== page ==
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“Move the shoes,” Thom Sherratt told me. I was 25, newly married, and my husband and I were in counseling. We needed it. We used each other to argue with our own cast of demons, those that crept nightly into our dreams, born of one dysfunction or another, and most of them articulate, funny, and mean. Demons to a tee. Prolific and powerful and deeply disrupting our young marriage. Move the shoes.

Ron removed his shoes as he entered our small flat in Chapel Hill. A lovely, fragrant spread on Honeysuckle Road in an upscale neighborhood. We had a basement apartment we rented from a widow, a true southern bell, as sweet as the street’s name. I worked as a legal secretary and on my renewed application to Warren Wilson School for Writers. (Never submitted.) He attended Durham Tech and studied architectural drafting. We were exploring. The south. Our careers. Each other. Marriage. Limits. I hated that his shoes were always in the small vestibule when I came home.

Months of complaining and nagging proved useless. He arrived home from school, went for a run, and upon his return, took off his shoes and left them in the vestibule. I arrived home, I trip. “Ron!” I asked nicely, I asked not so nicely, I demanded, I teased. All to no avail. Our vestibule. His shoes. Every damn day. Like a tattle-taling little sister, I complained to Thom Sherratt, our brilliant and kind counselor. I was certain walking into his office that day, convinced, that he would rally. Agree with me. Scold Ron about his messy habit, and the problem would be solved according to my design. Ha.

True to his brilliance, Thom led me through one of the most important conversations of my life.

Thom: “Why do the shoes bother you?
Me: “Because they’re in my way; and they don’t belong there. I’ve  asked nicely, I’ve yelled, why won’t he move his shoes?”
Thom: “They don’t bother him.”
Me: “But it’s not where shoes go.”
Thom: “Then why don’t you move them?”
Me: “Because they’re HIS shoes.It’s not my job. He should move his shoes.”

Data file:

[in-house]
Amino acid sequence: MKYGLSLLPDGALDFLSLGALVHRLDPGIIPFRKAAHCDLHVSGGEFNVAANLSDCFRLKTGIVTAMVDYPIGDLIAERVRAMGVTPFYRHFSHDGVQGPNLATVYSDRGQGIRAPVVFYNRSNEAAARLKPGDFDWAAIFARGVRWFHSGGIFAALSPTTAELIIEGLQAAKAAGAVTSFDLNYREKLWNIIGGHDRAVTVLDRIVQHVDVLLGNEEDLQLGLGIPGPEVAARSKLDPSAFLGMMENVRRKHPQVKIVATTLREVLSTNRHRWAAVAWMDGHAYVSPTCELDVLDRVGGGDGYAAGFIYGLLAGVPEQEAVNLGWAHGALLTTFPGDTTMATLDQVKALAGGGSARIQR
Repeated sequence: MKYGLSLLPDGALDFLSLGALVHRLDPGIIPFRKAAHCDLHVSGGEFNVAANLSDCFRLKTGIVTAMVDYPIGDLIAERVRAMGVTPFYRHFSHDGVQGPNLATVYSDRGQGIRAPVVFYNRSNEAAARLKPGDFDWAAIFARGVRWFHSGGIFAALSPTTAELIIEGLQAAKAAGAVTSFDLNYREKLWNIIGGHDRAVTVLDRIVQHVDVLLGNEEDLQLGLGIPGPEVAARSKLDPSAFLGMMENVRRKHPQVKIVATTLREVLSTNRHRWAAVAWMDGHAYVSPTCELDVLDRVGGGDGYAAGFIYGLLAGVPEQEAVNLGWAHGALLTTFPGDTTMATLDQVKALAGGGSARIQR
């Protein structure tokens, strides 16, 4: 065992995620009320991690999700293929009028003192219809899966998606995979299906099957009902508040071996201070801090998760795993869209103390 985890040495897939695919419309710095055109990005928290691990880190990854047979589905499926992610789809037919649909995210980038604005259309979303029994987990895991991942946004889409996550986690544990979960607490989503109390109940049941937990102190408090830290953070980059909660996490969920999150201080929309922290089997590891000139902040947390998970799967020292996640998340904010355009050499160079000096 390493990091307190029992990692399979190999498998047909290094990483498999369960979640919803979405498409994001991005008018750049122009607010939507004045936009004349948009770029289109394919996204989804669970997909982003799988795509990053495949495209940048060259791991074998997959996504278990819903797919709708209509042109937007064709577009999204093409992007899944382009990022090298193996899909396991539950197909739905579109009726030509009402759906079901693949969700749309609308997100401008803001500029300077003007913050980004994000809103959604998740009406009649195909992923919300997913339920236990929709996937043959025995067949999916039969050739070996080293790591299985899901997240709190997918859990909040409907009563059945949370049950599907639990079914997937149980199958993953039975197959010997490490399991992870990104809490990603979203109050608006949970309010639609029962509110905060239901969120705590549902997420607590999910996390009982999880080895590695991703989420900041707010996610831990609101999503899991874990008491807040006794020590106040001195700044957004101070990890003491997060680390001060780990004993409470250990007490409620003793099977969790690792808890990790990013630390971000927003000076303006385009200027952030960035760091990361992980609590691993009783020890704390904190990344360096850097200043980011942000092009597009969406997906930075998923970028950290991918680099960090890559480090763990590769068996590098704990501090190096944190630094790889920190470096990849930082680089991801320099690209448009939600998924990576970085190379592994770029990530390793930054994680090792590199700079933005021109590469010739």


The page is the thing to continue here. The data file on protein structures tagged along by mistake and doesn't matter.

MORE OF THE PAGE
Thom: “But they’re not bothering him.
Me: “But they’re bothering me.”
Thom: “Then, Anne Marie, Move the shoes!”

The exclamation point is intended, he raised his voice. “Move the shoes!” Substitute shoes for any myriad of issues or problems or annoyances your relationships provide, and they always do.  Take the trash out. Clean the car. Change the diaper. Granted, it doesn’t always work. But, for the most part, it does.

A simple yet grand life lesson. One I’ve shared with my daughters, my other daughters (the number of young women with whom I have shared my home, tenants, grad students, most in relationships, a few without mothers, and all happy to receive motherly advice), friends, and colleagues. Move the shoes.

I could not scare away my husband’s demons. Those angry beasts who stole his sleep, his confidence, and sometimes, his charm.  I had no control over them. I could not coerce or bargain with them. I could not encourage them, although sometimes I think I tried. His demons were his own. All I could do, as a kind human, a friend, and a good wife, was to accept them, and, far more importantly, tend to my own.

I could, however, move his shoes. Not to say that it was my place to toss them out the front door into the thick, green, viny abyss off the back of the lush southern property where we lived. I was tempted. Nor could I put them somewhere, his closet, mine, or wherever the hell I thought they belonged. But I could ever so easily pick them up, scoot them over, to the right of the entrance, to the right of the path,  over a couple of feet. Out of my way. My problem solved.

The uncontrolled demons, those most stubborn, who could not be moved by big love, good family, and 22 years of dedicated marriage, finally moved Ron away. But that’s another story. In the mean time, I am grateful for this lesson, and so many others, that marriage spread across the woman I am. Shaped me. Like a shawl.

For now I live happily with the lesson. If the problem is my own, and there is a simple solution that does not bother anybody, or cost anything, then by all means, Anne Marie, move the shoes.

and because, sometimes, there are demons……

We All Turn to the Lie

They are neither mere
nor almighty
lies. And I am indebted
to them like a house
of cards. My self
is nudgeless. I host

the whore’s hands.
We all turn to the lie
for truth. The sum
until we hit bottom. A gigantic
mole forgotten. Not
sovereign. Inundated

the flood stuck here
there, under your lobes,
altered. Four maggots
rock your baggage. Tilting
tunes — sit some in the attic
sighing. Null.

You can hand your debts
to the angels. There
are four. Sitting askew.
Luring gray plants
in a foreign house.

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